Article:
Ensifer sp. TW10 was cultured to mid logarithmic phase in 60 ml of TY rich medium  on a gyratory shaker at 28°C. DNA was isolated from the cells using a CTAB (Cetyl trimethyl ammonium bromide) bacterial genomic DNA isolation method .
Genome sequencing and assembly
The genome of Ensifer sp. TW10 was generated at the Joint Genome Institute (JGI) using Illumina  technology. An Illumina std shotgun library was constructed and sequenced using the Illumina HiSeq 2000 platform which generated 14,938,244 reads totaling 2,241 Mbp.
All general aspects of library construction and sequencing performed at the JGI can be found at the JGI website . All raw Illumina sequence data was passed through DUK, a filtering program developed at JGI, which removes known Illumina sequencing and library preparation artifacts (Mingkun L, Copeland, A, and Han, J, unpublished).
The following steps were then performed for assembly: (1) filtered Illumina reads were assembled using Velvet  (version 1.1.04), (2) 1–3 kb simulated paired end reads were created from Velvet contigs using wgsim (https://github.com/lh3/wgsim), and (3) Illumina reads were assembled with simulated read pairs using Allpaths-LG (version r42328) . Parameters for assembly steps were: 1) Velvet (velveth: 63 -shortPaired and velvetg: -veryclean yes -exportFiltered yes -mincontiglgth 500 -scaffolding no-covcutoff 10) 2) wgsim (-e 0 -1 100 -2 100 -r 0 -R 0 -X 0) 3) Allpaths-LG (PrepareAllpathsInputs:PHRED64=1 PLOIDY=1 FRAGCOVERAGE=125 JUMPCOVERAGE=25 LONGJUMPCOV=50, RunAllpath-sLG: THREADS=8 RUN=stdshredpairs TARGETS=standard VAPIWARNONLY=True OVERWRITE=True). The final draft assembly contained 57 contigs in 57 scaffolds. The total size of the genome is 6.8 Mbp and the final assembly is based on 2241Mbp of Illumina data, which provides an average 330× coverage of the genome.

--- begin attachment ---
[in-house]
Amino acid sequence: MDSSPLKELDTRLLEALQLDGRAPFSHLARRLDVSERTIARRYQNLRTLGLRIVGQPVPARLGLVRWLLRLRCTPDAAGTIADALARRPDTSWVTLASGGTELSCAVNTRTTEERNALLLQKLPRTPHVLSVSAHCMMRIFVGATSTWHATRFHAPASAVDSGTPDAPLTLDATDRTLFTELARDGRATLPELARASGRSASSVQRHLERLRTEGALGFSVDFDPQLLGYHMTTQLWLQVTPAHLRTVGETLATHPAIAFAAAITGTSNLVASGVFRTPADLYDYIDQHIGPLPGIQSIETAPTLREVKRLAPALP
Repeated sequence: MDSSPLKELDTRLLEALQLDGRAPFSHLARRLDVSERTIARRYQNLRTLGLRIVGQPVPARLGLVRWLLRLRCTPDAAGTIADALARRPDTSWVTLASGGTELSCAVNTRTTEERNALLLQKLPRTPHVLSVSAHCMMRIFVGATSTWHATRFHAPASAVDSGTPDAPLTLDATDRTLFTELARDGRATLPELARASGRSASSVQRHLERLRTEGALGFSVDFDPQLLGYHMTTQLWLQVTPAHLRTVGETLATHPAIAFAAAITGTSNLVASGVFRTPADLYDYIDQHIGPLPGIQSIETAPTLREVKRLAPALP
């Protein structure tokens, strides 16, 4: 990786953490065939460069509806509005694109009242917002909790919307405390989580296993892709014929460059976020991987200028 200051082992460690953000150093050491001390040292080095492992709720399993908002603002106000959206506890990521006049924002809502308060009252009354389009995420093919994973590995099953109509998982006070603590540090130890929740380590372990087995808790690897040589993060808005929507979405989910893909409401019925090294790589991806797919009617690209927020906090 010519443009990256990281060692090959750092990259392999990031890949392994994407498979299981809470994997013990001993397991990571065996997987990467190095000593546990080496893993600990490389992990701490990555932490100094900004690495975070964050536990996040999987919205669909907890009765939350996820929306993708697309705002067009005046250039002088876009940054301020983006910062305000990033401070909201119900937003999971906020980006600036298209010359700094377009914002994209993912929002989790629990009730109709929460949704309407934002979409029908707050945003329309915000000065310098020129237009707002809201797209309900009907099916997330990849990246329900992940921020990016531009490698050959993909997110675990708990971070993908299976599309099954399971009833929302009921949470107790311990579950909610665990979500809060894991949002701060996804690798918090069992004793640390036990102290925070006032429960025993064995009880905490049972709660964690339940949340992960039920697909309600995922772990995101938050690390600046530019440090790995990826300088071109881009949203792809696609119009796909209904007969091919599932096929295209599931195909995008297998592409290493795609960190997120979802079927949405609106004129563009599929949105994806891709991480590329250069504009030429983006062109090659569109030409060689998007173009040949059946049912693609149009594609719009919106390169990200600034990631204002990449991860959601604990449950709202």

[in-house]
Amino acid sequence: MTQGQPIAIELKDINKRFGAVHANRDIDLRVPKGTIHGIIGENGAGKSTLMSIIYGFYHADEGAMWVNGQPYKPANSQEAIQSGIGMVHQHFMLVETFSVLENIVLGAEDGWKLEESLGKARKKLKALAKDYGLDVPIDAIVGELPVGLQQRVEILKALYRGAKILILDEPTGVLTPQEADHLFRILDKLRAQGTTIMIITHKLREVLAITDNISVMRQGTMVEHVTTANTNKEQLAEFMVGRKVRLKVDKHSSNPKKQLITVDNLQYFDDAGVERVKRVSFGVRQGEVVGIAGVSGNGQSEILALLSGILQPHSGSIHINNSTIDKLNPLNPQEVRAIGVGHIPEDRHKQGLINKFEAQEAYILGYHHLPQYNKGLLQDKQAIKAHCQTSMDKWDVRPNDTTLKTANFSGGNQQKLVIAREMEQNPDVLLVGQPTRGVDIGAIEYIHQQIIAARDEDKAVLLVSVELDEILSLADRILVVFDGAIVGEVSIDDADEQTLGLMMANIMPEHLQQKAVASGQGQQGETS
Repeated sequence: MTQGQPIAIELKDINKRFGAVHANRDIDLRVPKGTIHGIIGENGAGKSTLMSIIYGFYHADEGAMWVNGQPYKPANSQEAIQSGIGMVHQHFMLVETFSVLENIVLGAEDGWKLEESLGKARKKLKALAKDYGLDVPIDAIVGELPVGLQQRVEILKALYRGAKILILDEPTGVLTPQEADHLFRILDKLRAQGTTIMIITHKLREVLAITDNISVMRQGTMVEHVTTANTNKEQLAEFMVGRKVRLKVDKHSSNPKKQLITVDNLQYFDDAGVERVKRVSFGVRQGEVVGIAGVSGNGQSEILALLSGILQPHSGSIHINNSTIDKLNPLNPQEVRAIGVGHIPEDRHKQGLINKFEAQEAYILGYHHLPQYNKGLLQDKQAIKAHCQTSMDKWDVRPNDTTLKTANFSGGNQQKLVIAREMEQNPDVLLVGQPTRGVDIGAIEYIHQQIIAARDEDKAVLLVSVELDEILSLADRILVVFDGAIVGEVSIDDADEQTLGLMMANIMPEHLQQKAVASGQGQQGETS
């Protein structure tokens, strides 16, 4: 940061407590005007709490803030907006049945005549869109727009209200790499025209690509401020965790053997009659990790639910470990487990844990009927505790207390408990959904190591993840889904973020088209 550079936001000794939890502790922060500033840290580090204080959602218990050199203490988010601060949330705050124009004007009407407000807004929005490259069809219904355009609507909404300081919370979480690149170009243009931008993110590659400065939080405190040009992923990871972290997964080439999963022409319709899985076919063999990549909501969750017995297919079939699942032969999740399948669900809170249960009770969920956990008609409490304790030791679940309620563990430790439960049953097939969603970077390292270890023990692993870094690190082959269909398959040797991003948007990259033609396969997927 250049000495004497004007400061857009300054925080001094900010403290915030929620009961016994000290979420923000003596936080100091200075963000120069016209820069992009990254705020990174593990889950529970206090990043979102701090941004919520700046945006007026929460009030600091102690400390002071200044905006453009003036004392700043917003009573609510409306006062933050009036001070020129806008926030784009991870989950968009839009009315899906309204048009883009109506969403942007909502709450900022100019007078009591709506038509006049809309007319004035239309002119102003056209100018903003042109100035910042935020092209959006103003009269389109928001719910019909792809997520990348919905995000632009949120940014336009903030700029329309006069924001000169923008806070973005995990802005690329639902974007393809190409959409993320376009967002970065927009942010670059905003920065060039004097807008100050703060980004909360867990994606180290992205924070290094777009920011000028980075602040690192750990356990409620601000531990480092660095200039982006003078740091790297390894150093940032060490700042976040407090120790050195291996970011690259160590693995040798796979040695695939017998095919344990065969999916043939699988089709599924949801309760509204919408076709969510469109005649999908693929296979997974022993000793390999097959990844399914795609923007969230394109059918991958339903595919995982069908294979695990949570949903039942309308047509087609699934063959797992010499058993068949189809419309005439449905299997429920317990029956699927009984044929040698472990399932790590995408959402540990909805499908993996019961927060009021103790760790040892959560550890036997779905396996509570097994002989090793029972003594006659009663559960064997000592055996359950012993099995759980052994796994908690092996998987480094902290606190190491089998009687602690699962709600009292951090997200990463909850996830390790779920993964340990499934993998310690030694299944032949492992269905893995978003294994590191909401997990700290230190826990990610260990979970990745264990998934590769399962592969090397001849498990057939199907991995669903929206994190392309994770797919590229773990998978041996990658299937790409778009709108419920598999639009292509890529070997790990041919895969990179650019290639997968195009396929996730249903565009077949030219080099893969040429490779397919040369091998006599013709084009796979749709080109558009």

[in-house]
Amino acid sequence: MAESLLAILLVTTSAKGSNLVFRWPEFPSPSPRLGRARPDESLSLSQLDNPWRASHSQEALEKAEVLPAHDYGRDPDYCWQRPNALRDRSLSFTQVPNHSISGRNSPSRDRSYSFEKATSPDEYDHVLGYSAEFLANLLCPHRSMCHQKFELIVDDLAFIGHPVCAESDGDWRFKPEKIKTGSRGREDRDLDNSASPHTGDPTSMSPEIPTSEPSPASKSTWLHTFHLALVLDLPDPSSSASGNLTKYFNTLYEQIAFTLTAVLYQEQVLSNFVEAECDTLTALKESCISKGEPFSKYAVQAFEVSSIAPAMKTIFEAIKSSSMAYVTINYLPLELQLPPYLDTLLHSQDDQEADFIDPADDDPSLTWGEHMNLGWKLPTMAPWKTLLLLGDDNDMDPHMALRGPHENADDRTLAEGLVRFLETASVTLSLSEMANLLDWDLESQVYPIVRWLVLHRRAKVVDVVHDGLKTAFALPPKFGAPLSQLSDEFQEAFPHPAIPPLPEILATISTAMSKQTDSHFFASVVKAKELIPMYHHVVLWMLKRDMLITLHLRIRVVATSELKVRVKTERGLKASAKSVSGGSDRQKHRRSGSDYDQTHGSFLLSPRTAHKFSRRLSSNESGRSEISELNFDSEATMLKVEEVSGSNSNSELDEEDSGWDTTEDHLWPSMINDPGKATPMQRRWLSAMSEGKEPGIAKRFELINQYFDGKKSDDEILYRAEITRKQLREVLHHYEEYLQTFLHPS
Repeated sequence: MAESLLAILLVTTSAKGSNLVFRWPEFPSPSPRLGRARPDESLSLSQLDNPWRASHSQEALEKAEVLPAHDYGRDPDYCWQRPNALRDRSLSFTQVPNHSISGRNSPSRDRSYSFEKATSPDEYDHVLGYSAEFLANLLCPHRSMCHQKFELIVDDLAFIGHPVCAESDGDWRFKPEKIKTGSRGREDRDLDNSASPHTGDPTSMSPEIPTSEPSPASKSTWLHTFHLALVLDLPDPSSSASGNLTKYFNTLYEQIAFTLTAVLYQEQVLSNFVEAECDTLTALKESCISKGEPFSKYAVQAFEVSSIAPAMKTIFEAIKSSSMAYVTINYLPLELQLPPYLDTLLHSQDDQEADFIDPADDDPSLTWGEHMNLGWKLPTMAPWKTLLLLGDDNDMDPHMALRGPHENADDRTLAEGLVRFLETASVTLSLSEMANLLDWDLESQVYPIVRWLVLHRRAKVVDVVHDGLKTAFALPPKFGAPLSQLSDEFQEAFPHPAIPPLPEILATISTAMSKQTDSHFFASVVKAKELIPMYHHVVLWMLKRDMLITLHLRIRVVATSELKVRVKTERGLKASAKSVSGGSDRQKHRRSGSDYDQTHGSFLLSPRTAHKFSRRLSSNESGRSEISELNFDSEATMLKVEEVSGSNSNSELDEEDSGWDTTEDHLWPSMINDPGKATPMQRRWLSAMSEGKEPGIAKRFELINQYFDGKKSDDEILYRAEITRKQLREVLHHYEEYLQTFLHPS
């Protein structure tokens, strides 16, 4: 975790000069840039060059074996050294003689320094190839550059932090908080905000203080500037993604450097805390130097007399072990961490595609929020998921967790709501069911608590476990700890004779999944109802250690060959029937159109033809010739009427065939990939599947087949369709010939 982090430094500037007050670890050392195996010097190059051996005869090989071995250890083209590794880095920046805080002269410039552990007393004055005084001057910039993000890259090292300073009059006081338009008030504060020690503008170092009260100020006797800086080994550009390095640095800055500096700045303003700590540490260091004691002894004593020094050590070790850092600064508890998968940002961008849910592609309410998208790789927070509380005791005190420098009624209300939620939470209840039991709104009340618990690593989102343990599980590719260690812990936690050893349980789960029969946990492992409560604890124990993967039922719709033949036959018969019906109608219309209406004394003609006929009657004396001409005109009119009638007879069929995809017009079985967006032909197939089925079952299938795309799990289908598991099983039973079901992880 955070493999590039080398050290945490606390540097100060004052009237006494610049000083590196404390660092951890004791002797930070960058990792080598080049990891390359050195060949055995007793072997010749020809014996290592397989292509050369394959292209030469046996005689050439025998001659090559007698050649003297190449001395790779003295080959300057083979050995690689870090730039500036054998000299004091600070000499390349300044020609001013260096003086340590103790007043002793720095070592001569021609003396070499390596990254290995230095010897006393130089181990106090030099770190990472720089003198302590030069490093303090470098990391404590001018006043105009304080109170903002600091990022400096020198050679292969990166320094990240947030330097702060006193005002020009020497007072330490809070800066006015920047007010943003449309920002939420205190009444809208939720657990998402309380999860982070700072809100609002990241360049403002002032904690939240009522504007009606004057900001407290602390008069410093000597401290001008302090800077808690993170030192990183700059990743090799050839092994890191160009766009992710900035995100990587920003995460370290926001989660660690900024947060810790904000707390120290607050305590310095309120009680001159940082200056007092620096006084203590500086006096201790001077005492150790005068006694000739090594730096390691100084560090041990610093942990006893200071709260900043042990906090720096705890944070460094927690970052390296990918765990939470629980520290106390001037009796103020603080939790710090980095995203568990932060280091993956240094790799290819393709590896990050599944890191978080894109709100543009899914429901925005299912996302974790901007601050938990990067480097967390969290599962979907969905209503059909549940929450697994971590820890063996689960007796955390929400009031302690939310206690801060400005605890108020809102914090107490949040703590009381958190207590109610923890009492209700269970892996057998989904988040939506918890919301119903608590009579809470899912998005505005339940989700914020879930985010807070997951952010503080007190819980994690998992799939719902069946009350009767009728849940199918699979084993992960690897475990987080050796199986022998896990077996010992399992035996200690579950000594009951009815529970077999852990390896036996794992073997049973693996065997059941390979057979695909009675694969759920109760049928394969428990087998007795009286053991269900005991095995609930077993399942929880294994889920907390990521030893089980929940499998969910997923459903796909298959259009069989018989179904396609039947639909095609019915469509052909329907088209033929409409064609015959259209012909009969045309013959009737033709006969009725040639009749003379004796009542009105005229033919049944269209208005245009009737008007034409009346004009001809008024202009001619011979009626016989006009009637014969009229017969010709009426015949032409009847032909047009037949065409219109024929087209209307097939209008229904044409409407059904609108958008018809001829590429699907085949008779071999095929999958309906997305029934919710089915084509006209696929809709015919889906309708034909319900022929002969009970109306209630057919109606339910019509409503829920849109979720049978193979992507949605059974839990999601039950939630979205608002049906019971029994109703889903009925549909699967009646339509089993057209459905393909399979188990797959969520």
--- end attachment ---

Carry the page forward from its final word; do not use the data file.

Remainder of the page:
Genes were identified using Prodigal  as part of the DOE-JGI annotation pipeline . The predicted CDSs were translated and used to search the National Center for Biotechnology Information (NCBI) non-redundant database, UniProt, TIGRFam, Pfam, PRIAM, KEGG, COG, and InterPro databases. The tRNAScanSE tool  was used to find tRNA genes, whereas ribosomal RNA genes were found by searches against models of the ribosomal RNA genes built from SILVA . Other non-coding RNAs such as the RNA components of the protein secretion complex and the RNase P were identified by searching the genome for the corresponding Rfam profiles using INFERNAL . Additional gene prediction analysis and manual functional annotation was performed within the Integrated Microbial Genomes (IMG) platform) [34,35].